It has been a starting assumption for the work reported here that the cultural analysis of consumption is best carried out at the consumption context level, understood as the totality of objects and the human purpose of their usersBbut also that for analytical purposes, it is necessary to choose either objects or actors as primary focus.

Following the lead of the mainly Northern American scholarly tradition which has shown the possibilities of deriving culturally shared meaning by studying products in combination, we have exposed respondents from a mainstream traditional furnishing aesthetic (English) to photographs of dining rooms and lounges from a mainstream modernist furnishing aesthetic (Danish), and vice versa, in an attempt to identify some of the syntactical rules and coping strategies used by the respondents (actors) when confronted with foreign product (object) constellations in given, culturally quite institutionalised, consumption contexts. The data indicates that foreign combinations of products are interpreted according to the respondents’ own syntax, changing the use and social meaning of the products in the process.

Danish and British furnishing traditions represent two dominant aesthetics tied to historical design paradigms. Responses show that while respondents prefer rooms in their own aesthetic paradigm, and the English in particular prefer Danish traditional rooms over the more frequently occurring modernist rooms, both sides find fault with both expressions of both paradigms.

Readings of rooms in terms of "who lives there", i.e. getting the reader to link the objects and the setting shown to the culturally appropriate actors, reveal interesting mis-readings. Most startling was the insistence of the English respondents on seeing expensive Danish design rooms, especially the light-wood dining rooms, as young, cheap starter homes or as "something we had 20 years ago"- a reading which speaks volumes about the marginal place held by modernism in England today.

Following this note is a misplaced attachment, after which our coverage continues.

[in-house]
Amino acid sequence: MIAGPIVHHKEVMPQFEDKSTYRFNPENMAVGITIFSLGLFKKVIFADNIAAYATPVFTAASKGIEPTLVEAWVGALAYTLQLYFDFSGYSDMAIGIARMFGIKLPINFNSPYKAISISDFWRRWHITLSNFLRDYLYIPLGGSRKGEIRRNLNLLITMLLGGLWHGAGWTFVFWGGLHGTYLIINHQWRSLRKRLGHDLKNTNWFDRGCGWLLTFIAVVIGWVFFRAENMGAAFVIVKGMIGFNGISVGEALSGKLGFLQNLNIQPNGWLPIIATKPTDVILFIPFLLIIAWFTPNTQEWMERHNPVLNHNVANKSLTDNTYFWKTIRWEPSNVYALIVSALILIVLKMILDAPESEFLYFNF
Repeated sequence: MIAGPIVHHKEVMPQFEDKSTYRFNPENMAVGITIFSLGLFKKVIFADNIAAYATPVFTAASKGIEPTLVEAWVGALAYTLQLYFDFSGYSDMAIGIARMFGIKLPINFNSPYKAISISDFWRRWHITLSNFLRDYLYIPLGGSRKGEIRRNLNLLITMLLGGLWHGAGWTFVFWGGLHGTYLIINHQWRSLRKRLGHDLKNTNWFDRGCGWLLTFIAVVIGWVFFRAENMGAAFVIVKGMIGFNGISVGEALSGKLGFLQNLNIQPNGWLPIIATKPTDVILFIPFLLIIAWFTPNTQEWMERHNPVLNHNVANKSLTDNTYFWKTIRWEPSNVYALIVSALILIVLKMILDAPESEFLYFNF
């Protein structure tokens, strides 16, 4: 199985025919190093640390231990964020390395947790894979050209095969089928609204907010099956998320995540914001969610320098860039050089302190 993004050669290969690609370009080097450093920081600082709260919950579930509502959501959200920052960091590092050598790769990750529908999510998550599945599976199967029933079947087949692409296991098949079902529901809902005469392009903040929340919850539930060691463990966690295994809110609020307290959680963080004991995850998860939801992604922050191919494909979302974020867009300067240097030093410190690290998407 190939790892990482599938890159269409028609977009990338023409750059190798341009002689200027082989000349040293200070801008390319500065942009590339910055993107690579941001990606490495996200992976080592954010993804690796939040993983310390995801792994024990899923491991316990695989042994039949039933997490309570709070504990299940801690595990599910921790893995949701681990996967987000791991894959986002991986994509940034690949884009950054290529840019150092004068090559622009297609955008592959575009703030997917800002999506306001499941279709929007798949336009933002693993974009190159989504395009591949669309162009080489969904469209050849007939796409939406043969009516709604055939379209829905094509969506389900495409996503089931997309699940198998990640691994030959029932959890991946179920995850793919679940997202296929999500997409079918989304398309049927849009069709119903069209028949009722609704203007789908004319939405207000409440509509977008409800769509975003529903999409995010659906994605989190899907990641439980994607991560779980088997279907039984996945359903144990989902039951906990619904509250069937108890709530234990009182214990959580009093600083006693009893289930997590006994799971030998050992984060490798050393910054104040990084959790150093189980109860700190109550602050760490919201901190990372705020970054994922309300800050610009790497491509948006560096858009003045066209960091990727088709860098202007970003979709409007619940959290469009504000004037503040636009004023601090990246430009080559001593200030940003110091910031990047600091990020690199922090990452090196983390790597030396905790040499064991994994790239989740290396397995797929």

The differences between the two sets of respondents in syntax use can partly be ascribed to the differences between the rules governing modernism and tradition as general, ideal types, and partly to the two countries’ more local enactments of either paradigm. Although both paradigms are in principle known to and used by both nationalities, it seems that the native "dominant" paradigm becomes the yardstick against which both are measured, as regards item combinations as well as room compositionsBjust as it seems that the native dominant paradigm’s room compositional principles invade the rooms where the occupants try to employ the competing, non-dominant paradigm.

Last but not least, we have seen the ability of both cultures to make the unacceptable acceptable by a process of "creolization", by moving objects to more suitable consumption contexts, in the process transposing their meaning, and by modifying syntactical structures. Understanding these creolization processes in more detail appears a real challenge.




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Malene Djursaa, Copenhagen Business School, Denmark
Simon Ulrik Kragh, Copenhagen Business School, Denmark


E - European Advances in Consumer Research Volume 4 | 1999